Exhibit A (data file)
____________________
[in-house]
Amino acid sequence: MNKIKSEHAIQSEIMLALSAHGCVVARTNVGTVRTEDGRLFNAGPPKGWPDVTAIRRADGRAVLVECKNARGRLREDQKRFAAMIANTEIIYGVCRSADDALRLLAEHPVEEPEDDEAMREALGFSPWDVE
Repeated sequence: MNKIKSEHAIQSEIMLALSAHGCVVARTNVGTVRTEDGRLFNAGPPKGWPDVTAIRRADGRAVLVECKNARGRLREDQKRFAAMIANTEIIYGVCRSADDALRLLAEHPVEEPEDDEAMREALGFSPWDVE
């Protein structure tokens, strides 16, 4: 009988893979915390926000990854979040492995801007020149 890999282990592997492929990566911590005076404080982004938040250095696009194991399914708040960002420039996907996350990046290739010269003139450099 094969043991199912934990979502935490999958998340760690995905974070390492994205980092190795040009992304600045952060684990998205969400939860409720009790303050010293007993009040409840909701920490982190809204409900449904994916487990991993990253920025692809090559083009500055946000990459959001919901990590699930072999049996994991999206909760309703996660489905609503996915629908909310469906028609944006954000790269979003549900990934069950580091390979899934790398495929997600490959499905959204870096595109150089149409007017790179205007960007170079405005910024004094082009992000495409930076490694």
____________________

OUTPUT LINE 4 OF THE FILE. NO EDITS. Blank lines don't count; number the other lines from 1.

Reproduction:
């Protein structure tokens, strides 16, 4: 009988893979915390926000990854979040492995801007020149 890999282990592997492929990566911590005076404080982004938040250095696009194991399914708040960002420039996907996350990046290739010269003139450099 094969043991199912934990979502935490999958998340760690995905974070390492994205980092190795040009992304600045952060684990998205969400939860409720009790303050010293007993009040409840909701920490982190809204409900449904994916487990991993990253920025692809090559083009500055946000990459959001919901990590699930072999049996994991999206909760309703996660489905609503996915629908909310469906028609944006954000790269979003549900990934069950580091390979899934790398495929997600490959499905959204870096595109150089149409007017790179205007960007170079405005910024004094082009992000495409930076490694």